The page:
Seattle City Councilmember Mike O’Brien introduced a resolution laying out the agenda for a Green New Deal for Seattle and an ordinance creating a Green New Deal Oversight Board. The resolution endorses the Federal Green New Deal and identifies five goals for a Seattle Green New Deal:
- Make Seattle free of pollutants that have climate impacts by 2030;
- Prioritize investments most harmed by economic, racial and environmental injustices;
- Advance an equitable transition from an extraction-based economy to one based on “regeneration and cooperation;”
- Ensure that those with the least amount of power and wealth are positioned to lead during the transition; and
- Create stable, living-wage jobs that prioritize local hiring, and protect jobs with Project Labor Agreements and Labor Harmony Agreements.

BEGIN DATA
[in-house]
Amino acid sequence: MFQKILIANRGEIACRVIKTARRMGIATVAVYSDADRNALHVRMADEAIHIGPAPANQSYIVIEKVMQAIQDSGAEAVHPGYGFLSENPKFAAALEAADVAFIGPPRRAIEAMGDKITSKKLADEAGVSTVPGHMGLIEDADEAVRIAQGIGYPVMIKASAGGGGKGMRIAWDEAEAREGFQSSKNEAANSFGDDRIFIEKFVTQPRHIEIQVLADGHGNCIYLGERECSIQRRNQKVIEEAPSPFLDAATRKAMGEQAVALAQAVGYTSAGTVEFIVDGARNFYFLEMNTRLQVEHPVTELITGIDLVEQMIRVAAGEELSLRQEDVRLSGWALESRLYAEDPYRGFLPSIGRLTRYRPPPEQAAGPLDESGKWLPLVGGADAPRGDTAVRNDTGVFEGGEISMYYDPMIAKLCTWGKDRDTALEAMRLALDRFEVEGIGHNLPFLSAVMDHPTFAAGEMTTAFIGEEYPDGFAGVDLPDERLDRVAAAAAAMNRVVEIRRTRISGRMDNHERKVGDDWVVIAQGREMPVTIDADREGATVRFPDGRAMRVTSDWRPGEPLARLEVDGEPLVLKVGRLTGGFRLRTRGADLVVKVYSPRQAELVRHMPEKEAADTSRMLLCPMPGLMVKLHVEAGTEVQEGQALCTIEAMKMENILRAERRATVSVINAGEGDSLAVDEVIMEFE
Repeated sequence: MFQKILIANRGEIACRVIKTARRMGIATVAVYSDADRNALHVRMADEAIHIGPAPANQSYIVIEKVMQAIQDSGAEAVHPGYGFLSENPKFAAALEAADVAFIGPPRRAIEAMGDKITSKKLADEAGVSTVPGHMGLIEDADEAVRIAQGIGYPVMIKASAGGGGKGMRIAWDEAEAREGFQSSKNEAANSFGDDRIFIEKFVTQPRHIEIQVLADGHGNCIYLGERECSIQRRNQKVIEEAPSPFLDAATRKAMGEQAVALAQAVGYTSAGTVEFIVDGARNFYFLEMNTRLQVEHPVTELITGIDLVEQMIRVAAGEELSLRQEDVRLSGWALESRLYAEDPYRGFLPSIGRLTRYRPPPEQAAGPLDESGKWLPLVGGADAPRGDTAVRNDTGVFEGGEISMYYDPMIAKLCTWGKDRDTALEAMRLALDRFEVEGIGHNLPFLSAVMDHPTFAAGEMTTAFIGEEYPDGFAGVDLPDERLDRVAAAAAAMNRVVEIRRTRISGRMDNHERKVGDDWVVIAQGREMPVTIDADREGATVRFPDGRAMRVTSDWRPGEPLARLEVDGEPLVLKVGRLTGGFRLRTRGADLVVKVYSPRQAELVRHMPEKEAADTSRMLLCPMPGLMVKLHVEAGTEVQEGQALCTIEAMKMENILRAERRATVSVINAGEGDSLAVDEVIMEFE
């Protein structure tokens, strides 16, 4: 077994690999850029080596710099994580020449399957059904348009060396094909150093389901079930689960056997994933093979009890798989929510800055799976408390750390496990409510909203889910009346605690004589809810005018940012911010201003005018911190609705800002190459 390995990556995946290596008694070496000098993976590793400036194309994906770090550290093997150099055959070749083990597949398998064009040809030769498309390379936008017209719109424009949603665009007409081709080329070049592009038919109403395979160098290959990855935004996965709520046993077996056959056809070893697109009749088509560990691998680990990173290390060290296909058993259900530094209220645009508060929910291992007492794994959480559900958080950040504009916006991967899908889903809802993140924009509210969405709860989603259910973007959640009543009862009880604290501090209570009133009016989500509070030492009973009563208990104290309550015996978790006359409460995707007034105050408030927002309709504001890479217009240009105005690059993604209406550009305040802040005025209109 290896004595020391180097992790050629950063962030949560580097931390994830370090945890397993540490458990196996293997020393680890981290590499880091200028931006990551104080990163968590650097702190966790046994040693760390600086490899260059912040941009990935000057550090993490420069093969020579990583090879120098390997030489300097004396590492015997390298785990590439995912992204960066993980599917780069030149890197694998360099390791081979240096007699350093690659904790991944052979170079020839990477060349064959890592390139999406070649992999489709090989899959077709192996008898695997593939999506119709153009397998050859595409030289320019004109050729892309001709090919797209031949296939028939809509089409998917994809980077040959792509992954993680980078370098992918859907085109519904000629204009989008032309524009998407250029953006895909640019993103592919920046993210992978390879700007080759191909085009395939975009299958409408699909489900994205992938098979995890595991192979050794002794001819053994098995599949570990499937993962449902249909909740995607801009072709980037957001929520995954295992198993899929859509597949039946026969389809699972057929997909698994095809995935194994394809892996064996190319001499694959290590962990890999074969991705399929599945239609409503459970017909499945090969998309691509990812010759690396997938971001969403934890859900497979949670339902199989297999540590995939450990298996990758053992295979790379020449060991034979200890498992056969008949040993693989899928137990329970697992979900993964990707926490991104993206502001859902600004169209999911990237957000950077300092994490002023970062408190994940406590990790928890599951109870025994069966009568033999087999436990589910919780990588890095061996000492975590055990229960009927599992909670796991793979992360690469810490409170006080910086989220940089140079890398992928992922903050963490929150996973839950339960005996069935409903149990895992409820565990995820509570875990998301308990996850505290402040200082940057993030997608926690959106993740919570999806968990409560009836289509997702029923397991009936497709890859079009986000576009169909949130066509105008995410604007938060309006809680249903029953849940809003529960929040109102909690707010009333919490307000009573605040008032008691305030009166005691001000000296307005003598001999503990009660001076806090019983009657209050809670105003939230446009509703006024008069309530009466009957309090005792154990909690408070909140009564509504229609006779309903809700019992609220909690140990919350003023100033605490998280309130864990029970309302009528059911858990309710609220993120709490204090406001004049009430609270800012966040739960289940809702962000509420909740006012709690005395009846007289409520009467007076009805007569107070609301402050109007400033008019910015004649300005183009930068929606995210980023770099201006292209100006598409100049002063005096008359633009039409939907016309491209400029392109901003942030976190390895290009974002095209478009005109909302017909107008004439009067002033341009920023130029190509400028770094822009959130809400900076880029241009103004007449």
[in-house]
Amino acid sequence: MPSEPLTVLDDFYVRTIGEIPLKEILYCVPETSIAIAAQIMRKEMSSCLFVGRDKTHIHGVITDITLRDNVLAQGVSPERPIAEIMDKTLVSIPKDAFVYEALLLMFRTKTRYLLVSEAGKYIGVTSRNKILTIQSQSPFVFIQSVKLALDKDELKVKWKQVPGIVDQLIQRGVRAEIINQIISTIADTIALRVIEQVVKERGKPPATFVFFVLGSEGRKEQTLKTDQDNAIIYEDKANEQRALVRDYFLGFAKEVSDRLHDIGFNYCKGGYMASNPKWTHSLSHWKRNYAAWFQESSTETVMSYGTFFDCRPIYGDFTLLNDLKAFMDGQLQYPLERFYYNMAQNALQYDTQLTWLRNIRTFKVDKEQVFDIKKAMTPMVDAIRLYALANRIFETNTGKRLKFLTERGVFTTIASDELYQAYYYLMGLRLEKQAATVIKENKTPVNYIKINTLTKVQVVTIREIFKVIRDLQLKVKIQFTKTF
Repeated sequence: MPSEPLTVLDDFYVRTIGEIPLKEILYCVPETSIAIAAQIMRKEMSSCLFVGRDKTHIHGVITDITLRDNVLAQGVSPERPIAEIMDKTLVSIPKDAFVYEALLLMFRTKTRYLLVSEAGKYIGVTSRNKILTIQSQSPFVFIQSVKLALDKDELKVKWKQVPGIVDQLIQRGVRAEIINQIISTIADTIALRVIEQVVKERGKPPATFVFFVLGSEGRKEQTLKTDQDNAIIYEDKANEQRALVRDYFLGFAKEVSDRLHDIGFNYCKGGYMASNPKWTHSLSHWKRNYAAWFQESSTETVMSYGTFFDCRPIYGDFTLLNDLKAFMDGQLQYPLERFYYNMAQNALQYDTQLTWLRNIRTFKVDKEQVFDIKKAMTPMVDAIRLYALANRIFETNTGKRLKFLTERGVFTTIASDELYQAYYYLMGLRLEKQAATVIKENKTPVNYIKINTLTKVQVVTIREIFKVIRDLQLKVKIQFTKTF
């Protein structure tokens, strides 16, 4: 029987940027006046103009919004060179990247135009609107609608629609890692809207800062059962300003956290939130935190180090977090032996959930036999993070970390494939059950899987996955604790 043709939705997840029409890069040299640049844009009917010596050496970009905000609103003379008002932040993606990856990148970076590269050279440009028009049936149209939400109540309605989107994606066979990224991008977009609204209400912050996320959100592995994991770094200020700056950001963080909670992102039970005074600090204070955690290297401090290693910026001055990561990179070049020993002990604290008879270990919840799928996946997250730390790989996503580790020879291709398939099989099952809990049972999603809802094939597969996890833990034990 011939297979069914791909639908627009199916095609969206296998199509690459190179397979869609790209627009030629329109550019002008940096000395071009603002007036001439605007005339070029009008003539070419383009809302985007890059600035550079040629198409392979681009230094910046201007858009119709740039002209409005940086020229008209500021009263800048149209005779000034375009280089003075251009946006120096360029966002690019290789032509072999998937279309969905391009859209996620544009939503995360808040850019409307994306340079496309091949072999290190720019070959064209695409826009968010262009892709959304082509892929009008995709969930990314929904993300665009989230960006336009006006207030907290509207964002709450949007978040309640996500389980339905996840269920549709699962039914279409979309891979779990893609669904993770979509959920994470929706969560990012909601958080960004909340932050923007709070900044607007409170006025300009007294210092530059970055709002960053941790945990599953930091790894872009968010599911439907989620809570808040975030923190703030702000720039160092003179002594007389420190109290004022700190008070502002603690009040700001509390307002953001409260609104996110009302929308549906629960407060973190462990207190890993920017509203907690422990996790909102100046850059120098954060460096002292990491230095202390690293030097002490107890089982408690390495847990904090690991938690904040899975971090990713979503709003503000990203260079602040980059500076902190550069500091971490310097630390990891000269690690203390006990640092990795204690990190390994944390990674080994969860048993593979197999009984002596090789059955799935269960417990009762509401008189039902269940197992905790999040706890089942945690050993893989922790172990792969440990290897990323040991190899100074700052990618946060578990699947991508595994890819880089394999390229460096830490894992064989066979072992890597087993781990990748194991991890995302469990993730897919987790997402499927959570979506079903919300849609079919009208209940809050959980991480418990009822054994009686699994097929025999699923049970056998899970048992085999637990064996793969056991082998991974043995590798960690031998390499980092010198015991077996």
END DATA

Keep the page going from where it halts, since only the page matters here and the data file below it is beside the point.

Specific initiatives can be reviewed in the resolution text. The resolution was fast-tracked through the Council process and was approved by the full Council on Aug. 12. The ordinance, which would provide measures to implement the resolution, was reviewed at the Aug. 6 Sustainability and Transportation Committee meeting and will be revisited by that committee at a future meeting. AIA Seattle has generally supported the Green New Deal at both the national and local scales. If you have comments as AIA Seattle looks to address the implementation phase, please contact Kirsten.
Seattle Proposes Speeding Up Oil to Electric Heating Conversions